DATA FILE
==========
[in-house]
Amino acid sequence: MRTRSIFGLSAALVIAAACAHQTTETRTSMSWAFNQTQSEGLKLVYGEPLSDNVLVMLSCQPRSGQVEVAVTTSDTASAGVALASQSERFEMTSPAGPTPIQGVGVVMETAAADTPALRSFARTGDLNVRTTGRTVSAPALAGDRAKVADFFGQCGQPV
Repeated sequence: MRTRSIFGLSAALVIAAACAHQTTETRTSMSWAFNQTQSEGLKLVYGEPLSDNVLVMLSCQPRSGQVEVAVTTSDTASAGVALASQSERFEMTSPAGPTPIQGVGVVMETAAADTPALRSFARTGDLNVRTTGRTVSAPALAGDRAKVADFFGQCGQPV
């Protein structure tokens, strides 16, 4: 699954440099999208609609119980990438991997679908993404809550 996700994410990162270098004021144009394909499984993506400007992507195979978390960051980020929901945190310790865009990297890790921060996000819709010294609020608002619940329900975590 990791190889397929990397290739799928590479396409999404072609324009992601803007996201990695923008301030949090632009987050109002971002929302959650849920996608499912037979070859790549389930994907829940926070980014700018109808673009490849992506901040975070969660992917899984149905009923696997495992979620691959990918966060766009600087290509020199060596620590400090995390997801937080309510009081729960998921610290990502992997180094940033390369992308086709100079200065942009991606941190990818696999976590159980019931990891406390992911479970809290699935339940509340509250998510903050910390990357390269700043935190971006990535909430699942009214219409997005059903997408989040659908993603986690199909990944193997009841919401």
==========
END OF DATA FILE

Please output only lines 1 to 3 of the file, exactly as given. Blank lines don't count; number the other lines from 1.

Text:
[in-house]
Amino acid sequence: MRTRSIFGLSAALVIAAACAHQTTETRTSMSWAFNQTQSEGLKLVYGEPLSDNVLVMLSCQPRSGQVEVAVTTSDTASAGVALASQSERFEMTSPAGPTPIQGVGVVMETAAADTPALRSFARTGDLNVRTTGRTVSAPALAGDRAKVADFFGQCGQPV
Repeated sequence: MRTRSIFGLSAALVIAAACAHQTTETRTSMSWAFNQTQSEGLKLVYGEPLSDNVLVMLSCQPRSGQVEVAVTTSDTASAGVALASQSERFEMTSPAGPTPIQGVGVVMETAAADTPALRSFARTGDLNVRTTGRTVSAPALAGDRAKVADFFGQCGQPV